The first of these parkways were in and around the greater New York City area. Construction on the Bronx River Parkway began in 1907, and on the Long Island Parkway (also known as the Vanderbilt Parkway) in 1908. By the 1920s an extensive system of motor parkways was carrying a large volume of constant traffic in the area. Urban legend has it that the Bronx River Parkway and Hutchinson River Parkway were deliberately designed by the mayor at the time to have low bridges to prevent low income families from bringing their trailers to more "pristine" regions.
Since then, the name parkway has had some fun poked at it, as it is ironic that one would park on a driveway, and instead drive on a parkway. Today however, the name is more often used for scenic or historic drives like the national parkways – two-lane parkways with a relatively low speed limit, with national park land on either side. Examples are the CCC-built Blue Ridge Parkway / Skyline Drive in North Carolina and Virginia, and the Natchez Trace Parkway in Mississippi, Alabama, and Tennessee.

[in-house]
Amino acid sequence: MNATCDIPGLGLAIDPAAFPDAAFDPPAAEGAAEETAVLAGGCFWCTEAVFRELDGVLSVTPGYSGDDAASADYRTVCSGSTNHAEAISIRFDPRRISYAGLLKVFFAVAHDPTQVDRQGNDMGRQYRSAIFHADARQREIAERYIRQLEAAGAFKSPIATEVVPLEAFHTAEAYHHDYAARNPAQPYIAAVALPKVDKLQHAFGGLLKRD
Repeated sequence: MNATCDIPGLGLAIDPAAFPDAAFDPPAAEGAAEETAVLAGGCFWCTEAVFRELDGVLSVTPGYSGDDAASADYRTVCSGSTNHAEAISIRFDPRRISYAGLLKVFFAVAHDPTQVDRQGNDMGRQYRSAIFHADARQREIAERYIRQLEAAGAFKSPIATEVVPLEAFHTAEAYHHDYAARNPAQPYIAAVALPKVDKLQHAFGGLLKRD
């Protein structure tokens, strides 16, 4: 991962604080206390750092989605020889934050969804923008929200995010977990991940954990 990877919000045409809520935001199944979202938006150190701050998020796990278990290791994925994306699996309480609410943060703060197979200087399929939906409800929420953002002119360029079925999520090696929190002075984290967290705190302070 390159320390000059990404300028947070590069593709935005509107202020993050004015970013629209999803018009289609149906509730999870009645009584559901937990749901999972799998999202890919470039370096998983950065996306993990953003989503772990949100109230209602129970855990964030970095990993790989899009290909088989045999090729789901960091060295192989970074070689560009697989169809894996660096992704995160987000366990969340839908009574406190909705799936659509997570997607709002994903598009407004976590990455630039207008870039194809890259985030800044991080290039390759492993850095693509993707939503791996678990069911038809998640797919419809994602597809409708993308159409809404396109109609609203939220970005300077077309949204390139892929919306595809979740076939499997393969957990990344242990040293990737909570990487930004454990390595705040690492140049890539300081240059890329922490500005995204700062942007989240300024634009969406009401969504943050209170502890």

In Kentucky, the name parkway is used to designate a controlled-access highway built as a toll road. Many Kentucky parkways became freeways after the bonds that financed their construction were paid off, but retained their parkway designation. In the Greater New York City region, parkways are generally (but not always) controlled-access highways restricted to non-commercial traffic.